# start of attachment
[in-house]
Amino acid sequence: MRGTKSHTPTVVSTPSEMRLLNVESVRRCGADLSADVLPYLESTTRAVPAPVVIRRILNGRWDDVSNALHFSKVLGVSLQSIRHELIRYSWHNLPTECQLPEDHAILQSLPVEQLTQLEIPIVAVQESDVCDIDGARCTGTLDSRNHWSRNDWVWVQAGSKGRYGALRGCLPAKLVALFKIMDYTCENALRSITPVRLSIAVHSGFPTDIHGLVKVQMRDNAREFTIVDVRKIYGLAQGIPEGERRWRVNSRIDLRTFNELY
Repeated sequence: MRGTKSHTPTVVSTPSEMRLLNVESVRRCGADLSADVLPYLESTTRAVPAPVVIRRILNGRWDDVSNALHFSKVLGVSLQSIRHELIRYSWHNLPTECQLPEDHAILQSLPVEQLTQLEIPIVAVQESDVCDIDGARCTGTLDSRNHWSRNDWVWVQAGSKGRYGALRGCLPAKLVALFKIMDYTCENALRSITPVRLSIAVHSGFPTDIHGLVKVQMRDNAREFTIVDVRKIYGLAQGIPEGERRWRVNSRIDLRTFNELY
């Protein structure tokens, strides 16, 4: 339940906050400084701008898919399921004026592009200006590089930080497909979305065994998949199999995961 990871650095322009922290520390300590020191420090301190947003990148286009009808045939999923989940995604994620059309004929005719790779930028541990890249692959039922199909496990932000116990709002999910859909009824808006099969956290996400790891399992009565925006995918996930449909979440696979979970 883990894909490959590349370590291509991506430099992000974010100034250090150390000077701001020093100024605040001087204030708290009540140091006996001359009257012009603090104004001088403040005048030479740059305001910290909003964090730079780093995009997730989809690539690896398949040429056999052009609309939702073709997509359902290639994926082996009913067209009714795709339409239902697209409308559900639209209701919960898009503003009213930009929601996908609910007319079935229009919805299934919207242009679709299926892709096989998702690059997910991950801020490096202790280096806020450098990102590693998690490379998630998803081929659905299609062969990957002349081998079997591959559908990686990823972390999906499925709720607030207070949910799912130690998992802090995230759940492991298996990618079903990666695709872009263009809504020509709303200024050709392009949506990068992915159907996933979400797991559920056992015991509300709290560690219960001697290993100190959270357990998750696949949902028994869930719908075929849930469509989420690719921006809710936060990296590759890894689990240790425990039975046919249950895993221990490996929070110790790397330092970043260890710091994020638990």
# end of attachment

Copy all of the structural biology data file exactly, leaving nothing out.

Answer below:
[in-house]
Amino acid sequence: MRGTKSHTPTVVSTPSEMRLLNVESVRRCGADLSADVLPYLESTTRAVPAPVVIRRILNGRWDDVSNALHFSKVLGVSLQSIRHELIRYSWHNLPTECQLPEDHAILQSLPVEQLTQLEIPIVAVQESDVCDIDGARCTGTLDSRNHWSRNDWVWVQAGSKGRYGALRGCLPAKLVALFKIMDYTCENALRSITPVRLSIAVHSGFPTDIHGLVKVQMRDNAREFTIVDVRKIYGLAQGIPEGERRWRVNSRIDLRTFNELY
Repeated sequence: MRGTKSHTPTVVSTPSEMRLLNVESVRRCGADLSADVLPYLESTTRAVPAPVVIRRILNGRWDDVSNALHFSKVLGVSLQSIRHELIRYSWHNLPTECQLPEDHAILQSLPVEQLTQLEIPIVAVQESDVCDIDGARCTGTLDSRNHWSRNDWVWVQAGSKGRYGALRGCLPAKLVALFKIMDYTCENALRSITPVRLSIAVHSGFPTDIHGLVKVQMRDNAREFTIVDVRKIYGLAQGIPEGERRWRVNSRIDLRTFNELY
């Protein structure tokens, strides 16, 4: 339940906050400084701008898919399921004026592009200006590089930080497909979305065994998949199999995961 990871650095322009922290520390300590020191420090301190947003990148286009009808045939999923989940995604994620059309004929005719790779930028541990890249692959039922199909496990932000116990709002999910859909009824808006099969956290996400790891399992009565925006995918996930449909979440696979979970 883990894909490959590349370590291509991506430099992000974010100034250090150390000077701001020093100024605040001087204030708290009540140091006996001359009257012009603090104004001088403040005048030479740059305001910290909003964090730079780093995009997730989809690539690896398949040429056999052009609309939702073709997509359902290639994926082996009913067209009714795709339409239902697209409308559900639209209701919960898009503003009213930009929601996908609910007319079935229009919805299934919207242009679709299926892709096989998702690059997910991950801020490096202790280096806020450098990102590693998690490379998630998803081929659905299609062969990957002349081998079997591959559908990686990823972390999906499925709720607030207070949910799912130690998992802090995230759940492991298996990618079903990666695709872009263009809504020509709303200024050709392009949506990068992915159907996933979400797991559920056992015991509300709290560690219960001697290993100190959270357990998750696949949902028994869930719908075929849930469509989420690719921006809710936060990296590759890894689990240790425990039975046919249950895993221990490996929070110790790397330092970043260890710091994020638990």